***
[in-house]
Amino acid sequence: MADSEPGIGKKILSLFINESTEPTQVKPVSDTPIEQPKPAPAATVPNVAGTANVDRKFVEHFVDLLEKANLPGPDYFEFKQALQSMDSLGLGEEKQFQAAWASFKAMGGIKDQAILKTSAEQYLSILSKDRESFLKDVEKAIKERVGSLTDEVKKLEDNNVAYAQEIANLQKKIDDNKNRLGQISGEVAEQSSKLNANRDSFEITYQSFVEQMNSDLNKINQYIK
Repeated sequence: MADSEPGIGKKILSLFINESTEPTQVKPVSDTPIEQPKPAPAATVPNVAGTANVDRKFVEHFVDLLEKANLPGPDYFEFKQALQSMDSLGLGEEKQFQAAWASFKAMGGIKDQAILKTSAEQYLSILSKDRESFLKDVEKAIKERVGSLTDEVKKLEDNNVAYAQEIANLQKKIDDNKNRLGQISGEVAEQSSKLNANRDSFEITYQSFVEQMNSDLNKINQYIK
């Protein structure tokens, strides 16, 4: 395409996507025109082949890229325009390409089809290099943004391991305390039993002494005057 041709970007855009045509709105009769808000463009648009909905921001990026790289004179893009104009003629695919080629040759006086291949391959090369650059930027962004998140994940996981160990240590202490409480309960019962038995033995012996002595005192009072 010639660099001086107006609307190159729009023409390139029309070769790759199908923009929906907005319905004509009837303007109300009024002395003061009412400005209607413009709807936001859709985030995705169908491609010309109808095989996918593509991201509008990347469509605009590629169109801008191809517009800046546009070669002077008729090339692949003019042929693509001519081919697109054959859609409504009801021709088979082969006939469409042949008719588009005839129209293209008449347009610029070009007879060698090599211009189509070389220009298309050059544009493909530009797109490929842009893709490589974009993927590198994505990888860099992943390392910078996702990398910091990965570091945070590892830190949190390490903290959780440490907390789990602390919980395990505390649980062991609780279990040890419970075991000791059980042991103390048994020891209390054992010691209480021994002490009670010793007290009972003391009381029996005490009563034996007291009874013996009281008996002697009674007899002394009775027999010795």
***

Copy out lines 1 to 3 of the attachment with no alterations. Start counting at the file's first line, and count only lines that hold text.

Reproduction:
[in-house]
Amino acid sequence: MADSEPGIGKKILSLFINESTEPTQVKPVSDTPIEQPKPAPAATVPNVAGTANVDRKFVEHFVDLLEKANLPGPDYFEFKQALQSMDSLGLGEEKQFQAAWASFKAMGGIKDQAILKTSAEQYLSILSKDRESFLKDVEKAIKERVGSLTDEVKKLEDNNVAYAQEIANLQKKIDDNKNRLGQISGEVAEQSSKLNANRDSFEITYQSFVEQMNSDLNKINQYIK
Repeated sequence: MADSEPGIGKKILSLFINESTEPTQVKPVSDTPIEQPKPAPAATVPNVAGTANVDRKFVEHFVDLLEKANLPGPDYFEFKQALQSMDSLGLGEEKQFQAAWASFKAMGGIKDQAILKTSAEQYLSILSKDRESFLKDVEKAIKERVGSLTDEVKKLEDNNVAYAQEIANLQKKIDDNKNRLGQISGEVAEQSSKLNANRDSFEITYQSFVEQMNSDLNKINQYIK